A reader (!) asks, "If we accept that man's cooperation with sufficient grace always remains in potency if he is not given an efficacious grace how, then, can we understand man's culpability in resisting sufficient grace when no efficacious grace to cooperate with it is granted?"
Hmmm, good question, and certainly a classic! What sort of guilt (culpa) is there in those who could not cooperate with grace?
Take first the example of the unbaptized baby. Until regenerated, the infant bears the culpa of original sin, and is subject to that sin's poena, punishment. Yet the child has no personal sins, no personal sins to be punished. (Hence Limbo, with its perfect natural happiness apart from supernatural beatitude. Here we have culpability without positive punishment, it seems to me.)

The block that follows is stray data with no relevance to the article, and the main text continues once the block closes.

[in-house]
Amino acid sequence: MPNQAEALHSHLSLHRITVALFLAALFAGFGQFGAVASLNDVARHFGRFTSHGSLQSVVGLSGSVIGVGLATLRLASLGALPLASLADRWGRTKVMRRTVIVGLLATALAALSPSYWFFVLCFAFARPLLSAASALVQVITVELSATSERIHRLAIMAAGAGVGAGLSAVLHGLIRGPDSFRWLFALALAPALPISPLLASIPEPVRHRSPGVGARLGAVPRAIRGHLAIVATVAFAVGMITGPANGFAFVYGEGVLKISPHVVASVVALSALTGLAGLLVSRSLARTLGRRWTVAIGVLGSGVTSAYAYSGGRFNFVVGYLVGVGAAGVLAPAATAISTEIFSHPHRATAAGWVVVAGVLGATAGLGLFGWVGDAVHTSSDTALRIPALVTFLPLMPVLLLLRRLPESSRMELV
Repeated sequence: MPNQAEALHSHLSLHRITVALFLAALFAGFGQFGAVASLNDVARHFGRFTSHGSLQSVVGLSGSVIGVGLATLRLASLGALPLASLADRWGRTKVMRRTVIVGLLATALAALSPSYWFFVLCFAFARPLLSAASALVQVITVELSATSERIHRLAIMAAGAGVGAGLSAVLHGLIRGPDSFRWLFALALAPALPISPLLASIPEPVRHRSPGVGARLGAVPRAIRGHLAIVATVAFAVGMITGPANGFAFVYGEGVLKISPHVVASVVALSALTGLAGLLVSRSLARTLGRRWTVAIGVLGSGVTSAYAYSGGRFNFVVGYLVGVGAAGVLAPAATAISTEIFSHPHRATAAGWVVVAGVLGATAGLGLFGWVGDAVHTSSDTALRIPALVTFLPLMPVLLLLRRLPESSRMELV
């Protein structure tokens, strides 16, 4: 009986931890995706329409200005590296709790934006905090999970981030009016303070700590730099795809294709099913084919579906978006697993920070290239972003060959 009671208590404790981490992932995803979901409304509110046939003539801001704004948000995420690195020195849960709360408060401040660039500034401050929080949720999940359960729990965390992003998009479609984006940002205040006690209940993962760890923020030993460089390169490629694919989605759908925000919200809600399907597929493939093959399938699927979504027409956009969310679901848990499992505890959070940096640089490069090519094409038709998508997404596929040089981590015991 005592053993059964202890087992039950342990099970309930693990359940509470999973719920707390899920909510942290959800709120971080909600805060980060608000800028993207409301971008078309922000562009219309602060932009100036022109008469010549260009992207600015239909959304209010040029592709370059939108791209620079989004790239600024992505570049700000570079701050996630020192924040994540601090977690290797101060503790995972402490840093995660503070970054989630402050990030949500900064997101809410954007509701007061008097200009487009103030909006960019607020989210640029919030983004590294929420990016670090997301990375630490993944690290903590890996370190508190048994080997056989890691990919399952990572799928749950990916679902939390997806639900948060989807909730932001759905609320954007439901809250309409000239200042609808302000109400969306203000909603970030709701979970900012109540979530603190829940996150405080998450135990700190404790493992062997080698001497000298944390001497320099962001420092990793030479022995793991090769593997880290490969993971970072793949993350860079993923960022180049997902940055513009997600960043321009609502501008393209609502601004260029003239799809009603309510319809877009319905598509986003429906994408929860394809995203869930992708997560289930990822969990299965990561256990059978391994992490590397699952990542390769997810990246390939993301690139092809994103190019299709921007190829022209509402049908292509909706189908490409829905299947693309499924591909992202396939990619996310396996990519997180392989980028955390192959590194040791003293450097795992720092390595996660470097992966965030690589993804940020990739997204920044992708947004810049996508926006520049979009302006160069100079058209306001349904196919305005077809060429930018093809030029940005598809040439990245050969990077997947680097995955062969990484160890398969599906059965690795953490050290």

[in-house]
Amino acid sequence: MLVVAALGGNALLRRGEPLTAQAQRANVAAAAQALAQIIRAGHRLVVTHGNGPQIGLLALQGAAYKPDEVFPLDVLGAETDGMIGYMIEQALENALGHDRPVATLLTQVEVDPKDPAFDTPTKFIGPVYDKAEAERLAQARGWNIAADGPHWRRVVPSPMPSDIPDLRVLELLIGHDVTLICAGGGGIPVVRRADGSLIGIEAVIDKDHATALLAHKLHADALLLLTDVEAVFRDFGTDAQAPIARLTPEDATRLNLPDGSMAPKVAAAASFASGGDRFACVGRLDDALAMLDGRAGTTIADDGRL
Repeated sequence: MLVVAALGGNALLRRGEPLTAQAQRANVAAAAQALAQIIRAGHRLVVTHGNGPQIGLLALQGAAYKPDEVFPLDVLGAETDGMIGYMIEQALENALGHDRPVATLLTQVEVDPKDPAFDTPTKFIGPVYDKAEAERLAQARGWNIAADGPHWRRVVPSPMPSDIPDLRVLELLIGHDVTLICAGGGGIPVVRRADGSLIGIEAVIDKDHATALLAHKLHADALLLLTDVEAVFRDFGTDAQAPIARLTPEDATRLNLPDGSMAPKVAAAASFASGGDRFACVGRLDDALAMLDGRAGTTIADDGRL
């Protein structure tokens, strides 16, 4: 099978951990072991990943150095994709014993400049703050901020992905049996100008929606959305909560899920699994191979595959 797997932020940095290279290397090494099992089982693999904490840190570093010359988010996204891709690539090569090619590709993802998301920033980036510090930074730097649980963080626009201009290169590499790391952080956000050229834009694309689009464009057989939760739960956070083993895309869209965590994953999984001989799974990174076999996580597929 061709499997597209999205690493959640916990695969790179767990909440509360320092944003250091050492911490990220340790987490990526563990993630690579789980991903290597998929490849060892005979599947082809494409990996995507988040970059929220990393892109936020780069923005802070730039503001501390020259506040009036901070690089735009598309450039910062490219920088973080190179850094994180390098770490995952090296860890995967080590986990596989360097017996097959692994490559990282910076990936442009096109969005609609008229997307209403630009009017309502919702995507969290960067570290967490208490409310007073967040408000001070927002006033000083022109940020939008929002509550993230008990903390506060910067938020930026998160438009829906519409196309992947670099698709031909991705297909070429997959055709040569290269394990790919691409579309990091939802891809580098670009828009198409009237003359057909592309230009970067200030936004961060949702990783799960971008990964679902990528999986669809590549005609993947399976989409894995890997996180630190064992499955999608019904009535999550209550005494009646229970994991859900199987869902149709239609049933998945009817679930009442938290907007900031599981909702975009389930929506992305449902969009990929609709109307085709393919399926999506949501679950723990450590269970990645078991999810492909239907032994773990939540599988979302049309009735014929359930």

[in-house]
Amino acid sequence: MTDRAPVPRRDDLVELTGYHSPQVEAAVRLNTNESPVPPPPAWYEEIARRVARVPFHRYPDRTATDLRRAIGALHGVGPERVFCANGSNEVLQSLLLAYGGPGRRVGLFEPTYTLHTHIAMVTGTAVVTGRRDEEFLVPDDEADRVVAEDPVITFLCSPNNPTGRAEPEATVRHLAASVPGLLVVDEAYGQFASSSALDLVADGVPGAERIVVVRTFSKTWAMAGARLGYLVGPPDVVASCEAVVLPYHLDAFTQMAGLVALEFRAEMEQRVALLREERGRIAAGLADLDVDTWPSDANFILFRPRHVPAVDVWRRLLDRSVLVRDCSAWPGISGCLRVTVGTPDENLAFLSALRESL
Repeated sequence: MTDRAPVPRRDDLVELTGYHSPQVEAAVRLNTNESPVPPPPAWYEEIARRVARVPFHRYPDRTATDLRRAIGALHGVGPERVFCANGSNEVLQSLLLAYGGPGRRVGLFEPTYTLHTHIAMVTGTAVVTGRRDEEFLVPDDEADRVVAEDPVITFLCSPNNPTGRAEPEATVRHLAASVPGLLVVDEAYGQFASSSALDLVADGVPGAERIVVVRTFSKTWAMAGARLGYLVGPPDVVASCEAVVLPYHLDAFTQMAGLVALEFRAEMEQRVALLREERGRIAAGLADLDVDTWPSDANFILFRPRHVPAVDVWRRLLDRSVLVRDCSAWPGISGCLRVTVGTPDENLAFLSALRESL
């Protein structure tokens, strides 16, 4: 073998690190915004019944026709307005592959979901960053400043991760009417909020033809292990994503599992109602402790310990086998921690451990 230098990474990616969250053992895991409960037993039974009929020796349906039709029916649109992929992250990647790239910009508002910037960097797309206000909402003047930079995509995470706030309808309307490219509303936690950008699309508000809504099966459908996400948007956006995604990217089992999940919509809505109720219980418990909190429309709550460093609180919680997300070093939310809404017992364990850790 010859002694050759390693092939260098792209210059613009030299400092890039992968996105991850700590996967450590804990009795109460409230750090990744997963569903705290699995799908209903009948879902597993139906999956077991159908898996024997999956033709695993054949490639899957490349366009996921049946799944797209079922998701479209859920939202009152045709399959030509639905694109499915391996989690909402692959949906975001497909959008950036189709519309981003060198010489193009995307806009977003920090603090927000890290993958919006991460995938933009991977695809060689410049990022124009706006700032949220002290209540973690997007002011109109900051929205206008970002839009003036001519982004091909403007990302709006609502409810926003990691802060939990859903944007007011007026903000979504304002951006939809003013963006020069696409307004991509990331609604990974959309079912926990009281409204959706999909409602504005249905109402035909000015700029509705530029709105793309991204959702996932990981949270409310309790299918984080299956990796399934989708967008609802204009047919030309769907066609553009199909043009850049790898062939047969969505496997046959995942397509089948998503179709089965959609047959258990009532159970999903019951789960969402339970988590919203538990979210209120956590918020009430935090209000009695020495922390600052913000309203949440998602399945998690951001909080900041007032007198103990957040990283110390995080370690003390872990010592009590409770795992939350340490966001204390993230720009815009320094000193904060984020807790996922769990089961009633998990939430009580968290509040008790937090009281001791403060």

Second, what about the sinner, the person whose deeds have been evil, who does not receive the efficacious grace to cooperate with God? I'm not sure it's precisely the lack of cooperation that is culpable. (I'll have to check and see how the Church treats this!) I'll guess, for the moment, that our best course is to think about people who don't receive the actual efficacious grace to cooperate in the same way that we think of divine reprobation: God withholds supernatural assistance from them as a punishment for actual sins. It's their (our) malice, uncharity, and sloth that cause guilt and justify punishment -- not the mere lack of cooperation, and still less the lack of operative grace.
This has got to be one of the murkiest parts of theology. It would be easier if semi-Pelagianism were true, and there were no predestination. All this requires more thought.